Water is necessary for life but can also be a disease carrier. Even in 2020, approximately 26% of the global population lacked access to safe drinking water. Given how advanced and sophisticated civilization has become, it is astonishing that more than a quarter of the world’s population lacks access to this basic necessity. Furthermore, people must make do with whatever water sources they have access to, forcing them to drink contaminated water. As a result, they are becoming increasingly vulnerable to waterborne diseases.
That being said, let us look at a few of the most common diseases that are spread by contaminated water.
Every year, between 21,000 and 143,000 people die from cholera. Worldwide, 114 cholera deaths have been reported as of February 2022. These deaths occurred primarily in developing countries, and while the number may appear small, it does not reduce the fact that this disease can be fatal. No country, rich or poor, is immune to cholera outbreaks.
Cholera is an acute, infectious intestinal disease that, if left untreated, can result in severe dehydration and death. It is caused by a small intestine bacterial infection, which is spread by contaminated water or food.
The cholera bacteria can be found in the intestines of humans and animals without causing symptoms; however, when ingested through contaminated water, it causes diarrhea and vomiting. Children are especially vulnerable to the disease because they lack the strength to combat its effects on their bodies.
If you suspect you have cholera after drinking contaminated water, seek medical attention immediately. Do not attempt self-medication. In addition to this medical intervention, ensure that anyone who comes into contact with you has been immunized against cholera before having further contact.
Dysentery is an infection of the intestine caused by Shigella bacteria. The disease causes violent diarrhea, fever, and stomach pain that can last several days.
Consumption of contaminated food or water spreads dysentery. It can also be applied by infected people who do not wash their hands before preparing food, especially if they have chronic dysentery. This disease is treated with antibiotics. However, it is advised that you avoid contact with other people until you have been treated to prevent the disease from spreading further.
3. Typhoid fever
The bacteria Salmonella typhi causes typhoid fever. It is spread from person to person and is transmitted through contaminated food or water. High fever, headache, loss of appetite, and constipation are all symptoms of typhoid.
Typhoid prevention includes using good handwashing techniques before handling food or drinks, purifying water before drinking it, avoiding raw foods, and so on.
4. Hepatitis A.
Hepatitis A is a virus that causes liver inflammation. Hepatitis is classified into two types: acute and chronic. Fever, fatigue, loss of appetite, nausea, vomiting, and abdominal pain are all symptoms of acute hepatitis. It can last anywhere from a week to two months.
Chronic hepatitis can go unnoticed for up to 20 years. Cirrhosis, or scarring of the liver, can result (in liver failure). The virus spreads via contaminated water or food handled by an infected person who fails to wash their hands after using the restroom (fecal-oral route).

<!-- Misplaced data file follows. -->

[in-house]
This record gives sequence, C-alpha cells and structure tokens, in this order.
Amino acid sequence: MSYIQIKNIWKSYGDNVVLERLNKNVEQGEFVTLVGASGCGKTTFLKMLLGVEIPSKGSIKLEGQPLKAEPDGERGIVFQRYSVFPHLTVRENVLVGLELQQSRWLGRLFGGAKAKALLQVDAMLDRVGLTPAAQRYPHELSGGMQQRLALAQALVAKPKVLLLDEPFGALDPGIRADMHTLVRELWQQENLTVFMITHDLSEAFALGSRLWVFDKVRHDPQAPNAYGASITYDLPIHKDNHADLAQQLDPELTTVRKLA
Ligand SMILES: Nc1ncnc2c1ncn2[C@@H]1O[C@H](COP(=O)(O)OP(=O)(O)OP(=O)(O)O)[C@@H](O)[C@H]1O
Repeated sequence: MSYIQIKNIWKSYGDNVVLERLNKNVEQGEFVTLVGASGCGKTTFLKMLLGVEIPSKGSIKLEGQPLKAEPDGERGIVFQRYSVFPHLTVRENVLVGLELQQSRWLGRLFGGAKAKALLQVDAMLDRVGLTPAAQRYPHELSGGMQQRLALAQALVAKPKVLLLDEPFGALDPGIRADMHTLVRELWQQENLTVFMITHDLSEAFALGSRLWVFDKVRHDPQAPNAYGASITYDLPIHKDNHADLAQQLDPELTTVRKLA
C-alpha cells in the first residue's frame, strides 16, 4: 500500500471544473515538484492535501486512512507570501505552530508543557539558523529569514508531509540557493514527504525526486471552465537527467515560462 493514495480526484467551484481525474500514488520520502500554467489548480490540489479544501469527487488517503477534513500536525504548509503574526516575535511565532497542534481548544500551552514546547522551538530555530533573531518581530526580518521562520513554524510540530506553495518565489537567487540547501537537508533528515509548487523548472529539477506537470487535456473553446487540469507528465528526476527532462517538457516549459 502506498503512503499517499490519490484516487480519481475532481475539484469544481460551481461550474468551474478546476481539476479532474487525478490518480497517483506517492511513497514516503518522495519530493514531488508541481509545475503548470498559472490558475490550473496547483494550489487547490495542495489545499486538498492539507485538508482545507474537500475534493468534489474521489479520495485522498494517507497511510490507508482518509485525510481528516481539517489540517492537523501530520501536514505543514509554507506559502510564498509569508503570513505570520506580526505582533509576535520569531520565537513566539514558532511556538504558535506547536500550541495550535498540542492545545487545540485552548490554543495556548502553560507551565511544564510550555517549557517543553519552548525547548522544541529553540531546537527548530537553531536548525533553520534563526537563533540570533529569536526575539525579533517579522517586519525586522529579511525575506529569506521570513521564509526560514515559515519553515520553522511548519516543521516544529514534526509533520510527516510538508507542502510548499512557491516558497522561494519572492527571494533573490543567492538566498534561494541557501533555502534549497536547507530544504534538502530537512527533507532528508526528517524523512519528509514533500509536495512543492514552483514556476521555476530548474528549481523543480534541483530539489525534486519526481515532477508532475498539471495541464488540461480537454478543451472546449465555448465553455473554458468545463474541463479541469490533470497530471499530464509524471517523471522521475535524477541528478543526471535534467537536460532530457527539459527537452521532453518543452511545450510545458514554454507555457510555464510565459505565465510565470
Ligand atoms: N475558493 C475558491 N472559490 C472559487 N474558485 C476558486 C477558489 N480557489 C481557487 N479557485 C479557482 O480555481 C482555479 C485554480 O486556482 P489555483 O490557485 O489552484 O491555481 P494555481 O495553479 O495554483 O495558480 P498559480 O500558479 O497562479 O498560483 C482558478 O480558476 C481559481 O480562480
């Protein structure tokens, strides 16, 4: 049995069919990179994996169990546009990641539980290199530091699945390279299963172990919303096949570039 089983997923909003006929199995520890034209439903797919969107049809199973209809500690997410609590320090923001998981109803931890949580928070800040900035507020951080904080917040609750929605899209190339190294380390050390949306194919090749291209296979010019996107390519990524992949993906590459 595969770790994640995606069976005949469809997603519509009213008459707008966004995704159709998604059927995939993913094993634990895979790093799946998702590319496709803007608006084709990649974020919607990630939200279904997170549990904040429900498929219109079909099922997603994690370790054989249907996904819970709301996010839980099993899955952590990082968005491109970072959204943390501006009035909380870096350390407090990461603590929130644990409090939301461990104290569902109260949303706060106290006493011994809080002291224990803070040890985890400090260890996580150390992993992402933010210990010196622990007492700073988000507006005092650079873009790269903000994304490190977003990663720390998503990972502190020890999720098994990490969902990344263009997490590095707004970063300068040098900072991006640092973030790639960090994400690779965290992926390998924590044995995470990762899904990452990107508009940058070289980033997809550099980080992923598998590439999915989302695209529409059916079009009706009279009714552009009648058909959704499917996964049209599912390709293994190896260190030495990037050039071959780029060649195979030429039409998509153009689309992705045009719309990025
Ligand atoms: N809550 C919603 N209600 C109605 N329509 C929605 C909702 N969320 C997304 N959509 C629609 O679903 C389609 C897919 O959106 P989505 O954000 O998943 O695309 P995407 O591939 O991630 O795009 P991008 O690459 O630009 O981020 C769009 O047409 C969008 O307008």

Every year, millions of people are killed by cancer. Cancer claimed the lives of 10 million people in 2020 alone. Cancer remained one of the most lethal diseases, even though the world was dealing with a global pandemic. While cancer-related deaths have decreased by 27% in the last 20 years, the disease remains one of the deadliest.
Because cancer does not spread from person to person, contaminated water cannot spread the disease. However, it is the polluted water that is to blame. Such dirty water is derived from farmlands or industrial wastes that contain traces of toxic chemicals.
Drinking or using water contaminated with chemical products is highly likely to cause cancer. The Camp Lejeune Lawsuit will help you understand why this is the case. Many people have developed cancer due to the Camp Lejeune water contamination case. They all used to live in that area and were harmed by the water contamination. This incident is a stark reminder that water pollution can also result in cancer.
Polio is a highly contagious disease spread by contaminated water. It is caused by the poliovirus, which is spread through an infected person’s feces. When someone drinks contaminated water or consumes contaminated food, they can become infected and develop polio.
Polio can cause anything from mild weakness to severe paralysis and death. Polio causes weakness or total paralysis of muscles throughout the body by attacking nerve cells in the brain and spinal cord that control muscle function.
People who have not been vaccinated against polio or have had no previous exposure to it are most at risk of developing it. However, if you’ve had more than one polio vaccine recommended by your doctor, you are protected from this illness.
E. coli is a strain of bacteria that lives in both human and animal intestines. Although E. coli can cause diarrhea, it is usually not serious. Most people with this infection recover in a week or two without treatment. On the other hand, some strains of E. coli contain harmful chemicals (poisons) that cause severe disease and death in humans.
Salmonella is a bacterium that causes food poisoning. It is one of the most common sources of foodborne illness in the United States and can be transmitted through contaminated water.
Salmonella can be found in the intestines and feces of animals. You can become ill if you eat or drink something contaminated with Salmonella. Bacteria are passed from person to person.